Preview: Pleading Stupidity

"Funny, fast-paced and a fantastic night."

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As Storm Dennis raged, I wondered if it was strictly necessary that I went to the preview of Pleading Stupidity.It was a whole six minutes’ walk away. But, eventually, I chose to face the wind and rain and do my duty. Thank goodness I did because staying in would have been a far more stupid choice than any decision in the play.

While Brad (Barney Newman) and Chad (James Akka) were on their gap year from Oz, they made the… bold choice to rob a bank at pseudo-gunpoint. They also made the even bolder decision to wear name tags from work while doing so. Shockingly, they’re on trial. Now, this might sound like a grand spoiler, but this is all revealed in the first minute as the Prosecution (Ellie Cooper) outlines their crime. The Defence (Gemma Daubeney) argues that they simply are too stupid to face harsh consequences. A fluid narrative then pulls us between the trial and the boys’ time in Vail, Colorado.  A minimalistic set is advantageously used for these narrative jumps; witness boxes are slid around the stage to become whatever the plot requires. The audience is addressed as judge and jury but, don’t fear, it won’t be a night of agonising moral dilemmas. Instead, it’s funny, fast-paced and a fantastic night.

The references are firmly of their time – Point Breakand Blockbuster. iPods are innovative rather than retro. Ferraris, not Teslas, are the car of choice. Goon, drongos and Shannon Noll also feature. It’s quite the Australian education. There are also some brilliant one-liners, too explicit to place in print but making a significant impression. Pens on chains, Mormonism and ‘exciting B-plots’ all come under fire.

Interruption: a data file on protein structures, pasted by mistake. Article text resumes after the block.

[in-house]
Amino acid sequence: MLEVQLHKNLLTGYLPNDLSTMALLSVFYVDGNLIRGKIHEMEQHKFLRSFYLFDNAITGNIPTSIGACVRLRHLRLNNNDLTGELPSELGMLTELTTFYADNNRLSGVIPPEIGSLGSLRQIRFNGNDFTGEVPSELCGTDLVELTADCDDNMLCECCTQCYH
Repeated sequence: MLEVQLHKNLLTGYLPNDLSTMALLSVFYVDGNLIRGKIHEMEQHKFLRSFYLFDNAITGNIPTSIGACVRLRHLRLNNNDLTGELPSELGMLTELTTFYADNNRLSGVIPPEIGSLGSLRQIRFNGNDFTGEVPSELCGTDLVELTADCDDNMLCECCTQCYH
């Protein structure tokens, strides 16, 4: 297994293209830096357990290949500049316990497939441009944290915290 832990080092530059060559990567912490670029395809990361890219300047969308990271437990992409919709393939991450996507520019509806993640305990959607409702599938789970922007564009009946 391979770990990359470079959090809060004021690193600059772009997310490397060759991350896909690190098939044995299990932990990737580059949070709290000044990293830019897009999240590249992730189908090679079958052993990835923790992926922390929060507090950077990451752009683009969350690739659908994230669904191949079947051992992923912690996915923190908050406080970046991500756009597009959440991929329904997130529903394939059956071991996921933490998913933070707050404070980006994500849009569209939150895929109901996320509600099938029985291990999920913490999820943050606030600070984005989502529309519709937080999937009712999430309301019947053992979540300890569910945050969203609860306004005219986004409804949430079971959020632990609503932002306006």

There are a lot of characters in Pleading Stupidity but few actors. Their ability to multirole is a tribute to their skill, vocally and physically. By the end, it was a shock to hear Barney Newman slip out of an Australian accent. Although some accents aren’t fully polished yet, this appears to be deliberate experimentation rather than confusion. Ellie Cooper and Gemma Daubeney flip between characters with astonishing ease. It’s their constant variation which accommodates the narrative. As Jenny and Laura, they provide a beat of pathos within the otherwise breakneck-speed performance. They then suddenly flip into boisterous comedy as Agents Bear and Jones (their history together is a sit-com waiting to happen).

James Akka is relentlessly funny as Chad, making all the wrong choices in the best possible ways, then switching into the useless police officer MacPherson so swiftly that I had a second where I thought Chad was impersonating him. Barney Newman, as Brad, is thoughtless and comic, wobbling on the edge of doubt and then firmly throwing himself over the edge with more aplomb than Chad.

If Pleading Stupidity is this good already, then I can’t imagine what it’ll be like on opening night. I’m already pleading with my friends to see it.